October 8, 2013
I WAS EXPECTING AN EARTH-SHATTERING KABOOM: Russian Meteor Explosion Might Mean Earth Gets Hit More Often Than We Think.
The latest analysis of the bollide that burst over Chelyabinsk, Russia in February suggests that the risk from such airbursts — which occur when friction in our atmosphere heats up a meteor — may be greater than previously thought.
Meteorite collisions are often compared in size to nuclear explosions, but because they are speeding toward Earth they have momentum that makes them far more destructive. And to make matters worse, they may occur more often than currently estimated.
On the morning of Feb. 15, a fireball lit up the skies above the town of Chelyabinsk. A 12,000-ton bollide estimated to be roughly 20 meters in diameter came screaming into the atmosphere at more than 42,000 mph. Locals could feel the heat from the blast while dozens of dashboard cameras made recordings of the event, which were disseminated widely on social media.
The best estimates of how much energy was released by the Chelyabinsk explosion come from infrasound measurements taken by an array of sensors all over the world. These instruments detect low-frequency sound waves traveling through the atmosphere. The longer the waves’ period is, the larger the explosion. Infrasound measurements are calibrated from atmospheric nuclear testing done in the 1950s, which is why asteroid explosions are often described in megaton units. The bomb that exploded at Hiroshima had a yield of 16 kilotons while the most powerful nuclear weapon active in U.S. service, the B83 bomb, has a yield of up to 1.2 megatons. The Chelyabinsk blast is estimated to have been between 200 and 800 kilotons, on par with a huge atomic weapon.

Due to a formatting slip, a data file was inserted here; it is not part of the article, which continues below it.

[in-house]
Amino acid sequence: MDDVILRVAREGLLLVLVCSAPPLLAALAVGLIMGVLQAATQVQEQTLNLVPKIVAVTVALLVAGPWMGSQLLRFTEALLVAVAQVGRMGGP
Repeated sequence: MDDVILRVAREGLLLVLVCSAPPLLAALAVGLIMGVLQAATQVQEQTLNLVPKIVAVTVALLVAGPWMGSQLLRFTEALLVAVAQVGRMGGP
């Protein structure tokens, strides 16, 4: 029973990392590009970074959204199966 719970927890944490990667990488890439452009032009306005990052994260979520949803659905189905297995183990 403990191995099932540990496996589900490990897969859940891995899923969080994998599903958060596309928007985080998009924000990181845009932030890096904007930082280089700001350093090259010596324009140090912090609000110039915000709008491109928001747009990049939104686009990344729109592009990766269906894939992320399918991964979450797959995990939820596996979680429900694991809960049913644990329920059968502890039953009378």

But meteors explode in a very different way than a typical nuclear bomb, says physicist Mark Boslough of the Sandia National Laboratories, who studies asteroid impacts and is presenting a talk today about the Chelyabinsk event at the American Astronomical Society’s 2013 Division for Planetary Science meeting in Denver.
“When an asteroid explodes, its momentum is conserved and that explosion continues down toward the Earth,” Boslough said.
For that reason, the people who live in Chelyabinsk explosion are very lucky to be alive, he added. If the bollide had come into the atmosphere at a less steep angle, its blast would have been aimed right at the ground, likely doing much more damage.
That an airburst continues traveling in the same direction as a meteorite was only appreciated starting in the 1990s, particularly after the impact of Shoemaker-Levy 9 on Jupiter.
I’d rather spend more tax dollars on studying stuff like this, and less on free birth control.